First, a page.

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      says:

      Solid comment!Report

    • Avatar NewDealer in reply to Pyre
      Ignored
      says:

      Some thoughts:

      1. You shouldn’t read Gawker and expect the Gray Lady. You should read Gawker and expect the Post or Daily News. Not all journalism needs to be a stunning expose like the Pentagon Papers or Watergate. I think of Chen’s story like being nuts and bolts local news on crime or the tavern owner who sells watered down beer to make a higher profit.What sort of news should an on-line magazine (that is largely concerned with on-line events) report?

      2. Gakwer is a creature of the Internet. Trolls are a creature of the Internet. This is the kind of story that the Internet needs in order to become more civilized and welcoming for all people. The guy is rather pathetic with everything he does. His “I just want to rile people up” stance is also sad. Why rile people up? Why is this his right?

      As you mentioned above, there are still plenty of people who want the Internet to be the Wild West variant when it was largely a sub-culture thing. Brutsch is one of these people. However, the web is changing. Most of us are not trolls and do not find his antics amusing.

      3. What sort of legislation do think Obama will propose to shut down trolls?Report

      • Avatar James B Franks in reply to NewDealer
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        says:

        Freedom of Speech. He can say what he wants where he wants outside of very specific circumstances.

        I doubt President Obama will propose anything of that nature.Report

      • Avatar Pyre in reply to NewDealer
        Ignored
        says:

        Lotsa work this week so I can’t take long. (I’d comment at home but the siren call of SW:TOR would lure me away from any other non-serious activities.)

        1) The problem is that, when I read the Gray Lady, I’m largely reading the same level of journalism. Same with the Wall Street Journal. If it was a case of Gawker is down here and other media is up here, that’d be one thing. However, this is more the case now:

        http://img.over-blog-kiwi.com/0/00/02/05/201205/ob_b3558cabd660d7d324a8bce614ffc0a1_obama-pepsi.jpg

        except that there would be a 20-minute side piece on Lindsey Lohan before Pepsigate.

        3) The legislation phase, for purposes of Web 3.0, would be best described as internet laws that do not have finance as the prime motivation. This is a bit more nebulous a term than I like but trying to separate out the differences between establishing internet gambling laws and ACTA/SOPA type laws would take more time than I have.

        I don’t know what legislation he will propose. However, putting aside his day 1 support and signing of ACTA as well as his executive orders (which, depending on the news source, have all been fair, enlightened, and rational orders which could never be abused or the end of all internet freedom), Obama’s overall conduct in office doesn’t really scream “I believe in net neutrality”. If you combine that with no longer having to worry over seeking a second term and people’s overreaction everytime a Megan Meyer kills herself, I would not be surprised to see some Web 3.0 laws come out of the White House in the next 4 years.Report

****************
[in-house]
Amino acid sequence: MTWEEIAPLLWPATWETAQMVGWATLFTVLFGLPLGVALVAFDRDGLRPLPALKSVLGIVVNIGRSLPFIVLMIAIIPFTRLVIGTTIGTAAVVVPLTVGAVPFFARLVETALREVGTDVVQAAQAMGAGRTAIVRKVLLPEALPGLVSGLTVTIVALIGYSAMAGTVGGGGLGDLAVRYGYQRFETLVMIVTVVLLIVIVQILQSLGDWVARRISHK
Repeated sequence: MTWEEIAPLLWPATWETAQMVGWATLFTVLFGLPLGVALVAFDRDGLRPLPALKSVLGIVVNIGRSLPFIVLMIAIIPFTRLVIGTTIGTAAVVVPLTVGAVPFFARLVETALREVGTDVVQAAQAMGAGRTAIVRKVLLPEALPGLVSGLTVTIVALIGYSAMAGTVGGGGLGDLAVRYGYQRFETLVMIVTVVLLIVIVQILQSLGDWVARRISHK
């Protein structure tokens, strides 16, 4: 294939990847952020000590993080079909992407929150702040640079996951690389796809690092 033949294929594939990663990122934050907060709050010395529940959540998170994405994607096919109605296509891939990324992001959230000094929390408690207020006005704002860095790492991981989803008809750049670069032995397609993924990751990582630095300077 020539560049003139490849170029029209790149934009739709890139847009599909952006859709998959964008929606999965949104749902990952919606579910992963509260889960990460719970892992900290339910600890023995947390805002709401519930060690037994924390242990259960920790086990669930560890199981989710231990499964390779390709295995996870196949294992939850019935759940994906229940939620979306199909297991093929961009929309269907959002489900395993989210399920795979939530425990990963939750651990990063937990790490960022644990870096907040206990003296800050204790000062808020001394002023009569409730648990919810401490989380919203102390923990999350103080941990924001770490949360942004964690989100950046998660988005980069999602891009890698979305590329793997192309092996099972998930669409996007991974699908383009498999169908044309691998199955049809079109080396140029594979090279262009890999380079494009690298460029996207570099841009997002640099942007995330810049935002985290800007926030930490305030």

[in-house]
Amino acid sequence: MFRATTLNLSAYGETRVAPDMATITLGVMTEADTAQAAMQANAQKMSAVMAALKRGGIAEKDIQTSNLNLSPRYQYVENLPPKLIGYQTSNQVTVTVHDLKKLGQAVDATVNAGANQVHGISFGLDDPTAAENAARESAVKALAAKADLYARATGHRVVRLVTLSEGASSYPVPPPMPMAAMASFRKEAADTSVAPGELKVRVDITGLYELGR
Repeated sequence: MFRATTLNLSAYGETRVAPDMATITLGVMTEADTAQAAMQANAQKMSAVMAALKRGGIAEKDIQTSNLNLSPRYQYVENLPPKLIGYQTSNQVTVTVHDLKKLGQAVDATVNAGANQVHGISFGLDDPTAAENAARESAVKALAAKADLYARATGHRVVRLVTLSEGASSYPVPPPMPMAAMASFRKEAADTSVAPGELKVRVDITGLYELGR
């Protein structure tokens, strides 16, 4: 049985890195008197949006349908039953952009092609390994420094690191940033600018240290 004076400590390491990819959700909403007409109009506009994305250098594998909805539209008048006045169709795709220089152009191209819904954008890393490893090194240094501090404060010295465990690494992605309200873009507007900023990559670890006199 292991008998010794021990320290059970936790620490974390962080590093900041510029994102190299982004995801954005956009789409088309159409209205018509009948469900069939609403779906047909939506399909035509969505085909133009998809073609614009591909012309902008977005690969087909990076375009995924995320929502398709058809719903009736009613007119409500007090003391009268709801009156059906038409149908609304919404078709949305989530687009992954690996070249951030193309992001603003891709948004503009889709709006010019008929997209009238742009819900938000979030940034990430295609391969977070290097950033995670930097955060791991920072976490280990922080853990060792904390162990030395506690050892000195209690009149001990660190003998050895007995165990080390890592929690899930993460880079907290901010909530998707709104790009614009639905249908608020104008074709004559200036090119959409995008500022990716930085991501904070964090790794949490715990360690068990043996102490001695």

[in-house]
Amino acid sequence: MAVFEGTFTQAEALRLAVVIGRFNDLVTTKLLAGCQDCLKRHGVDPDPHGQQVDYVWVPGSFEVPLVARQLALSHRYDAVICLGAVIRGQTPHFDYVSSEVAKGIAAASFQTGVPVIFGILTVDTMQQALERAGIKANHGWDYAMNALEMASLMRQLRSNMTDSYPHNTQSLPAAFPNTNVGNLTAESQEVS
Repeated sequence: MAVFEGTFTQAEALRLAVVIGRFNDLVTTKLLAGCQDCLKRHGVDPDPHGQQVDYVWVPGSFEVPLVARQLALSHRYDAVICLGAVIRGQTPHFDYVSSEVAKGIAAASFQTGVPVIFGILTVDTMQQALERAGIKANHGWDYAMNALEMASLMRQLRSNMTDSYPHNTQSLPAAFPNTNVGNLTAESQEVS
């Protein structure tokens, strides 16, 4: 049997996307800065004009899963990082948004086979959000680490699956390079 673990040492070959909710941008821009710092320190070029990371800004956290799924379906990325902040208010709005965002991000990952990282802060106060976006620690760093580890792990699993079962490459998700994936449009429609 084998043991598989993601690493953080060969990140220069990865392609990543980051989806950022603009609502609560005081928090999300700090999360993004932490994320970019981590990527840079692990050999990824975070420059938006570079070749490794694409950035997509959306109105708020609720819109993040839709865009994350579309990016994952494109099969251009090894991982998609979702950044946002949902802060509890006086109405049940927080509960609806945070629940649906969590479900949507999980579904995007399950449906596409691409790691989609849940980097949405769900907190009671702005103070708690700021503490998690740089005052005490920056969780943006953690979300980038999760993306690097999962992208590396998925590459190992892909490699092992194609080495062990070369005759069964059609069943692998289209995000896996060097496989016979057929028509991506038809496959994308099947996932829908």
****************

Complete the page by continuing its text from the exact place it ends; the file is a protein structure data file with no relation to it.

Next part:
4. Avatar LWA (Lib W Attitude)
    Ignored
    says:

    Deadwood is in fact a terrific metaphor for the relationship of people and government, liberty and community.

    I would be failing as a liberal if I didn’t note that what is interesting- and historically acurate- is that it was the business interests who more than anyone recognized the benefits of social order, even if it placed burdens on themselves.Report

  5. Avatar Stillwater
    Ignored
    says:

    I dunno. I had a hard time making it thru all the prose, so maybe this is completely tangential, but … in any cultural context there will be people on the outside looking in. There will be people who’s choices lead them into loss. I don’t know what the moral of your story is, but the moral to me is that *choosing wisely* is a subjective determination who’s outcome is often beyond the individuals control and sometimes it doesn’t work out well for them. I mean, you’re taking Brutsch’s story and making it into an allegory, yes? How is that any different than the Occupy people who turn an individual over-burdened by student loan debt into an allegory?

    Is the moral the same in both cases?Report

  6. Avatar bookdragon
    Ignored
    says:

    Question: Was Brutsch fired because of the negative publicity associated with Violentacrez, or was he fired because after being outed, his boss took a look at the vast amount of stuff that had been posted under that pseudonym and realized that a lot of it had to have been posted on company time?

    If the later, this ceases to be a ‘free speech’ issue and becomes a simple ‘goofing off on the company dime’ issue.Report